The President today, on World Press Freedom Day, said that "World Press Freedom Day is observed every year on May 3 to remind us of the critical importance of this core freedom...It is also a day for us to sound the alarm about restrictions on the media as well as the threats, violence or imprisonment of many of its members and their families because of their work."
Truer words on this subject cannot be spoken, yet before we encircle the world, we must mind the issues in our own backyard. Such is the case of Jonas Lara, a former Marine who served overseas, and returned to study photography, and who graduated with a degree. Lara, directed his considerable talents on documenting the underground world of graffiti artists, and has made some remarkable images during this ongoing project. (His blog can be found here).
After Lara had convinced the artists to allow him to photograph them (no small task), he recieved tips as to where they would be, and went there on his own to shoot it, in much the same way that, say, Mary Ellen Mark documented the prostitutes of Bombay (here), a photojournalist sometimes can find themselves present during illegal activities. In another example, just two weeks ago the RFK Center for Justice and Human Rights (info here) awarded Laura Bauer, Mike McGraw, and Mark Morris of the Kansas City Star an award for their piece "A New Slavery” Human Trafficking in America,”, a " revelatory series [that] exposes America’s weak enforcement system that fails to stop a modern day slave trade of thousands of victims of human trafficking." Simply being in the same place where a crime is being committed does not make everyone within a short measurable distance also guilty of that crime.
And to be perfectly clear - Jonas did not set up the shoot, did not encourage, the artists, did not paint. The artists would have been there with or without Jonas. Jonas merely documented the scene.
Journalism is being redrawn before our very eyes, and simply because Lara was not working for a mainstream/well-known media conglomerate on a socially powerful human interest story (and some might suggest that the grafitti artist is a powerful human interest story anyway) doesn't mean that he's not worthy of protection as a member of a free press. Apparently, the police CONFISCATED AND searched his camera and used the images they saw to make further arrests and it seems they are suggesting that those images are evidence. I submit that those images were viewed and information obtained without a warrant, and in violation of Lara's First Amendment rights, and should not only be excluded as evidence, but (and I am not a lawyer here), but any arrests made by these "ill gotten gains" should be thrown out, as the evidence was not legitimately obtained.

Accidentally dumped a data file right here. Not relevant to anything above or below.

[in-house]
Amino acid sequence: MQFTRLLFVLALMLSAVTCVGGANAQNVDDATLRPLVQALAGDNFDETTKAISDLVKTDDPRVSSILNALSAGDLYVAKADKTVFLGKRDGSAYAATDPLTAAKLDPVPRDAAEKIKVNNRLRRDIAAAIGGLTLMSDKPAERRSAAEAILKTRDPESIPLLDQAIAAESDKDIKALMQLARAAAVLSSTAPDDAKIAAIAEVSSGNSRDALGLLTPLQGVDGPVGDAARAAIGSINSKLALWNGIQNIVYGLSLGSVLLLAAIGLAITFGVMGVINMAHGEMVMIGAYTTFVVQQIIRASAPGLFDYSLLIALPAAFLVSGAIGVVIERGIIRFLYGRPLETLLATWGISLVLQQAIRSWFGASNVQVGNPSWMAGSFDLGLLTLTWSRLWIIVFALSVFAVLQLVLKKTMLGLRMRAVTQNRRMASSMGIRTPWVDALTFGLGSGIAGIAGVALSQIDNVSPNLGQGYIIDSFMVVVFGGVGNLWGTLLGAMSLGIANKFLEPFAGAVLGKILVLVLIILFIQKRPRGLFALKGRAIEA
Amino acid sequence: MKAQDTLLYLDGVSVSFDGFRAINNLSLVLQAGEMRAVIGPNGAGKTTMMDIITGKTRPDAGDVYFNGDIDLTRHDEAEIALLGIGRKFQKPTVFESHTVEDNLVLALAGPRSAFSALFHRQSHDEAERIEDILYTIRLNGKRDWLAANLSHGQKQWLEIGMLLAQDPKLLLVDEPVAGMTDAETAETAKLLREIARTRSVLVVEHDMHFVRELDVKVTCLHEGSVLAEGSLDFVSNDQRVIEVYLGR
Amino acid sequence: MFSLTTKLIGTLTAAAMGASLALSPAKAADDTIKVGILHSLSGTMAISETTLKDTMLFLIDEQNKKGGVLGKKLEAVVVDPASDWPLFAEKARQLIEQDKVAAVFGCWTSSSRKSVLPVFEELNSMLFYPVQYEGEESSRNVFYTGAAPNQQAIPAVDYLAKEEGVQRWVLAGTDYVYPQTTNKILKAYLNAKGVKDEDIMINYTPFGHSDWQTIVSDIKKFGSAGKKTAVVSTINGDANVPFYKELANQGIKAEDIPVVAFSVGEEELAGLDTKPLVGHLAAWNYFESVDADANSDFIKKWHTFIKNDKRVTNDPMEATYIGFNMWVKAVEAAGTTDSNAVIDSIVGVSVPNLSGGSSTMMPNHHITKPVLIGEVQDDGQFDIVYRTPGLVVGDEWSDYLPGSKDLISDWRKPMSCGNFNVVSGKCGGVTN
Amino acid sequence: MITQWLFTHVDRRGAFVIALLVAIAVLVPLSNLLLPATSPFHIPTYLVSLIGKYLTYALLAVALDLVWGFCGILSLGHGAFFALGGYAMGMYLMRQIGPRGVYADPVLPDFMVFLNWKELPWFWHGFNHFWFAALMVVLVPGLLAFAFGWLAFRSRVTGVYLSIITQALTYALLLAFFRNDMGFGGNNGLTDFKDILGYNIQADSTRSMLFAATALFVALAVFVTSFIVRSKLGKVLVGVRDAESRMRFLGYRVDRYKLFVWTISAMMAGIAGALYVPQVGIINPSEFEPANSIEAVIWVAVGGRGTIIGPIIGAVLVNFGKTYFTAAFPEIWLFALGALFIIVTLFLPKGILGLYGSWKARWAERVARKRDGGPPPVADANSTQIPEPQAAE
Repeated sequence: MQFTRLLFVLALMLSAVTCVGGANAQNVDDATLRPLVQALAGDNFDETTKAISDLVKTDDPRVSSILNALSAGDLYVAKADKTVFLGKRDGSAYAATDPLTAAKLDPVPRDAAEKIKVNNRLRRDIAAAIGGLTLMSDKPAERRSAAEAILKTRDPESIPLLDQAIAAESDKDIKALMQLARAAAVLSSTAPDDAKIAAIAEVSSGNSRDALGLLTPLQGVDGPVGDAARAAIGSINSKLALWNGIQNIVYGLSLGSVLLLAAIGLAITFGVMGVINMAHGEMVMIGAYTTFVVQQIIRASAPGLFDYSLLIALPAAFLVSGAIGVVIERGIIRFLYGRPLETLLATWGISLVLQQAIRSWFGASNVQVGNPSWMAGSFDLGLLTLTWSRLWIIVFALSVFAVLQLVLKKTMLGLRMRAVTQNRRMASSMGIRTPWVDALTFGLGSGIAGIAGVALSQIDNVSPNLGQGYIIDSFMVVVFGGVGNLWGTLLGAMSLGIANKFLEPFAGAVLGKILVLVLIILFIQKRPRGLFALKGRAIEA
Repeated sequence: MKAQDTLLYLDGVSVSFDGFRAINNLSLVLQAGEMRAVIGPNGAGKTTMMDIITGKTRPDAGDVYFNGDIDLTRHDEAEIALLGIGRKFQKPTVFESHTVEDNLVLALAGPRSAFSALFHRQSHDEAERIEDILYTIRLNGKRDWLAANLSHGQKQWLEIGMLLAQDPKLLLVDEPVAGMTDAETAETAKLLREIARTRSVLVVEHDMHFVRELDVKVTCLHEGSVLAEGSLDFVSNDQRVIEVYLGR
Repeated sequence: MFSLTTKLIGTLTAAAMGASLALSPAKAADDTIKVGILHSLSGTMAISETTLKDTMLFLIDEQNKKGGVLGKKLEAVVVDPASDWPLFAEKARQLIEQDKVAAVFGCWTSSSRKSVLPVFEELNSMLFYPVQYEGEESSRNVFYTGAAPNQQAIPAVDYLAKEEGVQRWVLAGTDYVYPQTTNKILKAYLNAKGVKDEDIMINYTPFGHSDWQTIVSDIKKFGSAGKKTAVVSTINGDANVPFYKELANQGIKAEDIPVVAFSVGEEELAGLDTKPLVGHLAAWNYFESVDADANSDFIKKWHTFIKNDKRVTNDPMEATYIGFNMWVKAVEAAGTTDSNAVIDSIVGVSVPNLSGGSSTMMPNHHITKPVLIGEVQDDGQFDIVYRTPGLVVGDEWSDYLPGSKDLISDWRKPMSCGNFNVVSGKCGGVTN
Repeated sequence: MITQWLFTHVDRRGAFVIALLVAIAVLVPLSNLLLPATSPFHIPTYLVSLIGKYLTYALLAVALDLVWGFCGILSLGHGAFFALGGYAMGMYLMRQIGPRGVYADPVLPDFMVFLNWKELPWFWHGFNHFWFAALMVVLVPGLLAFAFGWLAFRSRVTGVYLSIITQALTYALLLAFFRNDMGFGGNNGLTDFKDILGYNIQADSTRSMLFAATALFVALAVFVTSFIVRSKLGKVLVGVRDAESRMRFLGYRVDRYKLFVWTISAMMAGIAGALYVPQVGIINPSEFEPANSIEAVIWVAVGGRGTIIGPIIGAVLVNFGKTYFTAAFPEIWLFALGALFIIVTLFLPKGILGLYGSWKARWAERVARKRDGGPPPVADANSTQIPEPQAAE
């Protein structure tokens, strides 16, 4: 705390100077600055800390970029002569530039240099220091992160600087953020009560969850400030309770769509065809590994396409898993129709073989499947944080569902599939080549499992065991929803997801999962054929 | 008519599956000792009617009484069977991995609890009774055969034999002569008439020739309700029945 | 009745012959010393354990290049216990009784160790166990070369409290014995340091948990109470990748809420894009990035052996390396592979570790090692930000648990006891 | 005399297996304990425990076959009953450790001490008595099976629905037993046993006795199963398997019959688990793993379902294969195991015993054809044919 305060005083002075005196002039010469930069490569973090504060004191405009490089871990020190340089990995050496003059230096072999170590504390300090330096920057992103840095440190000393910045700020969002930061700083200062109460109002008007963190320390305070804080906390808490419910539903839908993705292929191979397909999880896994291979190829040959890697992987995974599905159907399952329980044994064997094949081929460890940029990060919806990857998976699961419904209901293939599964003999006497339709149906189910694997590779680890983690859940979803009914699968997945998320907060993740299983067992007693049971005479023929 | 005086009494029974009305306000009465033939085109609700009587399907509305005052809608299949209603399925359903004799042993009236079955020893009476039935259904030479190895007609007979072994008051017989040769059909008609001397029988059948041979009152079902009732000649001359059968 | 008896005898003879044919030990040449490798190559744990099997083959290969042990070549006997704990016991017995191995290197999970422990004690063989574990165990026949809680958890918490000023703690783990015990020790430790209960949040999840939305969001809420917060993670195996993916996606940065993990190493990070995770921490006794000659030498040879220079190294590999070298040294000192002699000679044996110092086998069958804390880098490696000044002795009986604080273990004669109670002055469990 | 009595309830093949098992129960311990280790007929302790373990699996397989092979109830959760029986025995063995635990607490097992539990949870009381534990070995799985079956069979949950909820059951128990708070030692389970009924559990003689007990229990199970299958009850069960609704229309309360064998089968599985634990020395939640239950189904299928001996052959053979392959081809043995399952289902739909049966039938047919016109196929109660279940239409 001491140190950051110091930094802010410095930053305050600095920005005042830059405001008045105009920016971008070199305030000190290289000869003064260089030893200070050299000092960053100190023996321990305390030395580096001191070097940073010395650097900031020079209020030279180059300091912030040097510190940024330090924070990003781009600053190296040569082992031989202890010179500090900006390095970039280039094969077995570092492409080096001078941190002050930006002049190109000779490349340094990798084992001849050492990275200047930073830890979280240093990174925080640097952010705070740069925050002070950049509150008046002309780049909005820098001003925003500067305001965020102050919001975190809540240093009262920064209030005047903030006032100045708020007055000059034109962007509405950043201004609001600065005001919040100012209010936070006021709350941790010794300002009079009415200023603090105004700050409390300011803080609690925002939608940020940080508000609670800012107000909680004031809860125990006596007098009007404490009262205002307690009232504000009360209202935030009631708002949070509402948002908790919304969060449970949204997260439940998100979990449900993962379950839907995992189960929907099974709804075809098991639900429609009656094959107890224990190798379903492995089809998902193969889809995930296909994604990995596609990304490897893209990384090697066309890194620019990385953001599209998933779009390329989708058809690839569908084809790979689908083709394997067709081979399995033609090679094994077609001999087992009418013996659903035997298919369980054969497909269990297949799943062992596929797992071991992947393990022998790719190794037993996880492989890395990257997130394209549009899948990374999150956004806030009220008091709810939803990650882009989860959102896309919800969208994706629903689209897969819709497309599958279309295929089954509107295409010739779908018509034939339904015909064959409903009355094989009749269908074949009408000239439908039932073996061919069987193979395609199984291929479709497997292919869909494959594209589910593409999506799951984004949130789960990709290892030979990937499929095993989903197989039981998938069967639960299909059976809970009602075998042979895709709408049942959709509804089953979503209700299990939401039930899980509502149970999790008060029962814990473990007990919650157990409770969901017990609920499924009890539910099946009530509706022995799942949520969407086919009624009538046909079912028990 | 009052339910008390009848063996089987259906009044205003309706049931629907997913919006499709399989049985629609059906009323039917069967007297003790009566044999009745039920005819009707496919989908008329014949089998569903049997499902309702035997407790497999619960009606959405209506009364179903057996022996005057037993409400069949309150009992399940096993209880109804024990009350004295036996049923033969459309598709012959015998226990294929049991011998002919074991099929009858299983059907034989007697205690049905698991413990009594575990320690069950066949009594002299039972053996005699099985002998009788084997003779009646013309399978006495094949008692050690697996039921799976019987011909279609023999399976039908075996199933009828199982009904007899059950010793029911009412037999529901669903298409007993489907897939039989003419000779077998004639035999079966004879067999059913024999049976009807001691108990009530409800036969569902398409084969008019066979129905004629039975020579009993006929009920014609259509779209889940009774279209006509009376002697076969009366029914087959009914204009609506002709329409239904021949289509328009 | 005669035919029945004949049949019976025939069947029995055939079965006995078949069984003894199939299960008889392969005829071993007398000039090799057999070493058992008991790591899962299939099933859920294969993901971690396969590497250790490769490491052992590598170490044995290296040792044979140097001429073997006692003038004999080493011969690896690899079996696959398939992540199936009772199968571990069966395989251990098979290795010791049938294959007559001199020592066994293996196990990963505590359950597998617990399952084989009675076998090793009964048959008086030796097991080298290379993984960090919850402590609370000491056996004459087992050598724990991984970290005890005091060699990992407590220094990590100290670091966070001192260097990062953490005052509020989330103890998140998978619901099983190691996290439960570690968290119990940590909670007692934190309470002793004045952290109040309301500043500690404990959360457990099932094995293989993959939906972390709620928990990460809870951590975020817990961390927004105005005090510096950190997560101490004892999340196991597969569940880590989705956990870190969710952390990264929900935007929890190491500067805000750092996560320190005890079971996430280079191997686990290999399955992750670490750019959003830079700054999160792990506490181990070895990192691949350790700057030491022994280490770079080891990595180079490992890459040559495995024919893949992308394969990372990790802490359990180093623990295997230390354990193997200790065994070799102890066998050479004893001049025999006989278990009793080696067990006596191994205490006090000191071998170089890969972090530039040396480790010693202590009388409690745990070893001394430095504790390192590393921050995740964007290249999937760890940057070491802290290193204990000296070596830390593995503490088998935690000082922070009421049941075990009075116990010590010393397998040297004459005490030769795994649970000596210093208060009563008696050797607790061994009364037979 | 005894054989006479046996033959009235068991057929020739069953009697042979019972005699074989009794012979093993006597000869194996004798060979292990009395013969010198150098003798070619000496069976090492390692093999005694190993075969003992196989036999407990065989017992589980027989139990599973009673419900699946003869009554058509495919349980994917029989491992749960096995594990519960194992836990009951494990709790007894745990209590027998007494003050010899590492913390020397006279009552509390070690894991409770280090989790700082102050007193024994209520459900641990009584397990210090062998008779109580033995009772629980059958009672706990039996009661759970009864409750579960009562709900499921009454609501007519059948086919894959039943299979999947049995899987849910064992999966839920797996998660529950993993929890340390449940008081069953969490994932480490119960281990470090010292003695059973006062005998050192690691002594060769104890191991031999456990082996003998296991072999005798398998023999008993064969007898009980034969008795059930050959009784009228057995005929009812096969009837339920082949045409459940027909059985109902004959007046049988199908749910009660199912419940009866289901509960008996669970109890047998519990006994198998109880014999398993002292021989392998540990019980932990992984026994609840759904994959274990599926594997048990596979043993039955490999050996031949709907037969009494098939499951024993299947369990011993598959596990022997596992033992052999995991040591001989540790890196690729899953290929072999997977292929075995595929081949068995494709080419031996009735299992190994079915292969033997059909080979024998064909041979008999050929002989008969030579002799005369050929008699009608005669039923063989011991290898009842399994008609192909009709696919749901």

Lara's public defender, David Gottesmann seems to be doing his client a disservice, if, as PDN reports (here) , "David Gottesmann, has so far refused to consider his rights as a photographer as part of the defense. “Every time I bring [photographer’s rights or First Amendment rights] up, he just laughs at me,” Lara says."
The NPPA, an organization that represents the rights of American press photographers, should be involved in this issue, for certain, as well as the Reporters Committee for Freedom of the Press. At a time when staff photographers are being let go left and right, freelance photographers working on stories on specific assignments (and accepting all liabilities for that assignment as per most contracts) or on projects that, when completed, they will propose to a media outlet or publish on their own, are the new lifeblood of the National Press Photographers Association, and as Lara is looking at a criminal conviction, someone of skill and talent defending the rights of photographers - again, especially freelancers - should be on this case, post haste.
The President closed his remarks saying "But for every media worker who has been targeted there are countless more who continue to inform their communities despite the risks of reprisal. On World Press Freedom Day, we honor those who carry out these vital tasks despite the many challenges and threats they face as well as the principle that a free and independent press is central to a vibrant and well-functioning democracy."
Amen. In the meantime, Jonas is inable to afford an attorney that doesn't laugh at his first amendment discussions or takes him seriously, so we should all step up and help him out. To do so, donate here.
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